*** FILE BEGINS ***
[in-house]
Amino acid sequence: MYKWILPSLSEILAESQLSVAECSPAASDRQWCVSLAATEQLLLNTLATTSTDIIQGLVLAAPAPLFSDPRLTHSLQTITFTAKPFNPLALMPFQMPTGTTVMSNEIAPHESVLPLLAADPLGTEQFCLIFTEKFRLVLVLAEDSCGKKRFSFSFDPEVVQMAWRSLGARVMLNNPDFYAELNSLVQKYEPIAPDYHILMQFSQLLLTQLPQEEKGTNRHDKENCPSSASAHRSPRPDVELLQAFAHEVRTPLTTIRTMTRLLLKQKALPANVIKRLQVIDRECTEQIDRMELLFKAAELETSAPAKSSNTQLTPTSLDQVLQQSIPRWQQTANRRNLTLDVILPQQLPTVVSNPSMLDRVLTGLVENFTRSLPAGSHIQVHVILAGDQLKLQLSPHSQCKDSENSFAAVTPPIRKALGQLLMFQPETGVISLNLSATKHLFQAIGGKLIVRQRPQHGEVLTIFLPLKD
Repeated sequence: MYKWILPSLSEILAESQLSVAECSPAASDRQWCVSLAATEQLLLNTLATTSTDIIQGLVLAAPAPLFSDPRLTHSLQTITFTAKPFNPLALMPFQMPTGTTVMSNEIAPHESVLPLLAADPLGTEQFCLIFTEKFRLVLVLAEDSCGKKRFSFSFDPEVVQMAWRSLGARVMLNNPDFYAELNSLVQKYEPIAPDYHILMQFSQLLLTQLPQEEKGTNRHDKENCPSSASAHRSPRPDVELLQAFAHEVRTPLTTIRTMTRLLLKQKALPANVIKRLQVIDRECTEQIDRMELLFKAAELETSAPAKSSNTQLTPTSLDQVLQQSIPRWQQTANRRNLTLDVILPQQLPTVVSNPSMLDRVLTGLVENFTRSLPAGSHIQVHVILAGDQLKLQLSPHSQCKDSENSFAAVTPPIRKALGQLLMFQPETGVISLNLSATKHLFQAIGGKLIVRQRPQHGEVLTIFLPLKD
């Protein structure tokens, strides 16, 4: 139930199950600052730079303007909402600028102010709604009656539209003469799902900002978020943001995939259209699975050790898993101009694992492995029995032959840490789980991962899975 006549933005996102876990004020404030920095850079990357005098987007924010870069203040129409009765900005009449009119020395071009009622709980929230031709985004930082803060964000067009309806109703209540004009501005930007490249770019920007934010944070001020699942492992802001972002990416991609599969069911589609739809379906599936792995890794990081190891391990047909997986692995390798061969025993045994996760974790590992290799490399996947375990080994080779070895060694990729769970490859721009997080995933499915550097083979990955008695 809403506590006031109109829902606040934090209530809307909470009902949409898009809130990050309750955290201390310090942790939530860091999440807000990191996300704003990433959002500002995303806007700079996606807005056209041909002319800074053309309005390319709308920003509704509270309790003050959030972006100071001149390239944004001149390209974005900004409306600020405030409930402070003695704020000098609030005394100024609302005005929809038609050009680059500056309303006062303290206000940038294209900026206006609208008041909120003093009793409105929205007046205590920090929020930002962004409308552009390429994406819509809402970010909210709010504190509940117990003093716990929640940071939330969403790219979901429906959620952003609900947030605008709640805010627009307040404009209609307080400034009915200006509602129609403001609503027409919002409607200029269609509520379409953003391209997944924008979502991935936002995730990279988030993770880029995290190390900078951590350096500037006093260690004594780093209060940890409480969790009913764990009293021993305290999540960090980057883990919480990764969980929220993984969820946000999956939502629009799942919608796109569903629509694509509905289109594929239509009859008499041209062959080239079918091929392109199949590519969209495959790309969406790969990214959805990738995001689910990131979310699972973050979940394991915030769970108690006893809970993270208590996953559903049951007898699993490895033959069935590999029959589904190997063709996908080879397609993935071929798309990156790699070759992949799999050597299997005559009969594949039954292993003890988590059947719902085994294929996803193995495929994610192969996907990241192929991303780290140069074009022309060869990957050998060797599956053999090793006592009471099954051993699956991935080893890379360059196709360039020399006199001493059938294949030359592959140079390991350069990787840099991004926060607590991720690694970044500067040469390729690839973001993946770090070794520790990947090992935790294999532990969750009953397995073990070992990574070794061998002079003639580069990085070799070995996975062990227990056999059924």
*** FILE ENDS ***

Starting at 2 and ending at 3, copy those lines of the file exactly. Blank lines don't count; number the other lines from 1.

Amino acid sequence: MYKWILPSLSEILAESQLSVAECSPAASDRQWCVSLAATEQLLLNTLATTSTDIIQGLVLAAPAPLFSDPRLTHSLQTITFTAKPFNPLALMPFQMPTGTTVMSNEIAPHESVLPLLAADPLGTEQFCLIFTEKFRLVLVLAEDSCGKKRFSFSFDPEVVQMAWRSLGARVMLNNPDFYAELNSLVQKYEPIAPDYHILMQFSQLLLTQLPQEEKGTNRHDKENCPSSASAHRSPRPDVELLQAFAHEVRTPLTTIRTMTRLLLKQKALPANVIKRLQVIDRECTEQIDRMELLFKAAELETSAPAKSSNTQLTPTSLDQVLQQSIPRWQQTANRRNLTLDVILPQQLPTVVSNPSMLDRVLTGLVENFTRSLPAGSHIQVHVILAGDQLKLQLSPHSQCKDSENSFAAVTPPIRKALGQLLMFQPETGVISLNLSATKHLFQAIGGKLIVRQRPQHGEVLTIFLPLKD
Repeated sequence: MYKWILPSLSEILAESQLSVAECSPAASDRQWCVSLAATEQLLLNTLATTSTDIIQGLVLAAPAPLFSDPRLTHSLQTITFTAKPFNPLALMPFQMPTGTTVMSNEIAPHESVLPLLAADPLGTEQFCLIFTEKFRLVLVLAEDSCGKKRFSFSFDPEVVQMAWRSLGARVMLNNPDFYAELNSLVQKYEPIAPDYHILMQFSQLLLTQLPQEEKGTNRHDKENCPSSASAHRSPRPDVELLQAFAHEVRTPLTTIRTMTRLLLKQKALPANVIKRLQVIDRECTEQIDRMELLFKAAELETSAPAKSSNTQLTPTSLDQVLQQSIPRWQQTANRRNLTLDVILPQQLPTVVSNPSMLDRVLTGLVENFTRSLPAGSHIQVHVILAGDQLKLQLSPHSQCKDSENSFAAVTPPIRKALGQLLMFQPETGVISLNLSATKHLFQAIGGKLIVRQRPQHGEVLTIFLPLKD